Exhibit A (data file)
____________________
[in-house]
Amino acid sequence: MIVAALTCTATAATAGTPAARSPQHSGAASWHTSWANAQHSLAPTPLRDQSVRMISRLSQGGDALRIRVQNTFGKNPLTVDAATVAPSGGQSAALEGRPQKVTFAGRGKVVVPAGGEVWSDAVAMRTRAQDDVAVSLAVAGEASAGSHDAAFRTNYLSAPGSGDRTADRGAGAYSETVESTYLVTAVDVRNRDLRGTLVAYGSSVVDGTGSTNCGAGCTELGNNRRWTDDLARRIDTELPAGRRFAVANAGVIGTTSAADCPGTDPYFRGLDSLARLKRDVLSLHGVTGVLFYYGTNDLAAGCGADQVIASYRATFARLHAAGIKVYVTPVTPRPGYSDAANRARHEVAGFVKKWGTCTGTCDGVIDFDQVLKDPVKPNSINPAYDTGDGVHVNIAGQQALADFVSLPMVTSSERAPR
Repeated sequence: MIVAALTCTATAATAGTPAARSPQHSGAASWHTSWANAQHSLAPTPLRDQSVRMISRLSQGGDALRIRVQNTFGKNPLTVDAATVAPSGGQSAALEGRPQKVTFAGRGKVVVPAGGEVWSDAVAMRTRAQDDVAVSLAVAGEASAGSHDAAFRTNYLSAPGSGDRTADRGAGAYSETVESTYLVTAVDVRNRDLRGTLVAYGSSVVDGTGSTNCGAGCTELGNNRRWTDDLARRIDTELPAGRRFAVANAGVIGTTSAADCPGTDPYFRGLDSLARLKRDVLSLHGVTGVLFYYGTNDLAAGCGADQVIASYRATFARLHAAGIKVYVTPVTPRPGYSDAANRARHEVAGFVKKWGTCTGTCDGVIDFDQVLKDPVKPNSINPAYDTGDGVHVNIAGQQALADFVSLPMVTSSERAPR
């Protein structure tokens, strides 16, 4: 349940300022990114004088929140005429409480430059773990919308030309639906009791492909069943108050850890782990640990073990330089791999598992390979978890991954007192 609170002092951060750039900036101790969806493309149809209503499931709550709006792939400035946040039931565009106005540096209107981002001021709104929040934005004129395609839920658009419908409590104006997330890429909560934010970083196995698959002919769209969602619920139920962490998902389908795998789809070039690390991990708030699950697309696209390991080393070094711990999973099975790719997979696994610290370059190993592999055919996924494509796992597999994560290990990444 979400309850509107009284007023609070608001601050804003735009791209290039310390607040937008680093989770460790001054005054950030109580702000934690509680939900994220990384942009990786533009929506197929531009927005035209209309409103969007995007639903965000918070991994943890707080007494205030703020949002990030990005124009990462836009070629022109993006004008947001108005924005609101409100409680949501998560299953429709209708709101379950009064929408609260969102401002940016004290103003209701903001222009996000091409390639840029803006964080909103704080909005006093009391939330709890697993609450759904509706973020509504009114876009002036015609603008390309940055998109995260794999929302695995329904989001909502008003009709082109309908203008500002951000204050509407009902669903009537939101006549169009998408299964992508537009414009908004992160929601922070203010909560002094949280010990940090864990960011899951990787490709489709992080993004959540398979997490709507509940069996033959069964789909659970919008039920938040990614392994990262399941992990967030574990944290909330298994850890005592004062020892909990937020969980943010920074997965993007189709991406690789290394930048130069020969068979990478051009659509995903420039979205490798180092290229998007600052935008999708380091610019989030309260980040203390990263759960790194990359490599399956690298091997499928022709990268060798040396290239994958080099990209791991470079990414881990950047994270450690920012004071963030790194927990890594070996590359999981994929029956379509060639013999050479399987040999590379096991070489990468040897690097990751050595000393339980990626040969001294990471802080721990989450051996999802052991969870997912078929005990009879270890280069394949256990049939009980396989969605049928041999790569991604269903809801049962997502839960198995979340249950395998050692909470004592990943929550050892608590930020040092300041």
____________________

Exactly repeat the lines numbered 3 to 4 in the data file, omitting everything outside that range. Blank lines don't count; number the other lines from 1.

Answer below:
Repeated sequence: MIVAALTCTATAATAGTPAARSPQHSGAASWHTSWANAQHSLAPTPLRDQSVRMISRLSQGGDALRIRVQNTFGKNPLTVDAATVAPSGGQSAALEGRPQKVTFAGRGKVVVPAGGEVWSDAVAMRTRAQDDVAVSLAVAGEASAGSHDAAFRTNYLSAPGSGDRTADRGAGAYSETVESTYLVTAVDVRNRDLRGTLVAYGSSVVDGTGSTNCGAGCTELGNNRRWTDDLARRIDTELPAGRRFAVANAGVIGTTSAADCPGTDPYFRGLDSLARLKRDVLSLHGVTGVLFYYGTNDLAAGCGADQVIASYRATFARLHAAGIKVYVTPVTPRPGYSDAANRARHEVAGFVKKWGTCTGTCDGVIDFDQVLKDPVKPNSINPAYDTGDGVHVNIAGQQALADFVSLPMVTSSERAPR
């Protein structure tokens, strides 16, 4: 349940300022990114004088929140005429409480430059773990919308030309639906009791492909069943108050850890782990640990073990330089791999598992390979978890991954007192 609170002092951060750039900036101790969806493309149809209503499931709550709006792939400035946040039931565009106005540096209107981002001021709104929040934005004129395609839920658009419908409590104006997330890429909560934010970083196995698959002919769209969602619920139920962490998902389908795998789809070039690390991990708030699950697309696209390991080393070094711990999973099975790719997979696994610290370059190993592999055919996924494509796992597999994560290990990444 979400309850509107009284007023609070608001601050804003735009791209290039310390607040937008680093989770460790001054005054950030109580702000934690509680939900994220990384942009990786533009929506197929531009927005035209209309409103969007995007639903965000918070991994943890707080007494205030703020949002990030990005124009990462836009070629022109993006004008947001108005924005609101409100409680949501998560299953429709209708709101379950009064929408609260969102401002940016004290103003209701903001222009996000091409390639840029803006964080909103704080909005006093009391939330709890697993609450759904509706973020509504009114876009002036015609603008390309940055998109995260794999929302695995329904989001909502008003009709082109309908203008500002951000204050509407009902669903009537939101006549169009998408299964992508537009414009908004992160929601922070203010909560002094949280010990940090864990960011899951990787490709489709992080993004959540398979997490709507509940069996033959069964789909659970919008039920938040990614392994990262399941992990967030574990944290909330298994850890005592004062020892909990937020969980943010920074997965993007189709991406690789290394930048130069020969068979990478051009659509995903420039979205490798180092290229998007600052935008999708380091610019989030309260980040203390990263759960790194990359490599399956690298091997499928022709990268060798040396290239994958080099990209791991470079990414881990950047994270450690920012004071963030790194927990890594070996590359999981994929029956379509060639013999050479399987040999590379096991070489990468040897690097990751050595000393339980990626040969001294990471802080721990989450051996999802052991969870997912078929005990009879270890280069394949256990049939009980396989969605049928041999790569991604269903809801049962997502839960198995979340249950395998050692909470004592990943929550050892608590930020040092300041």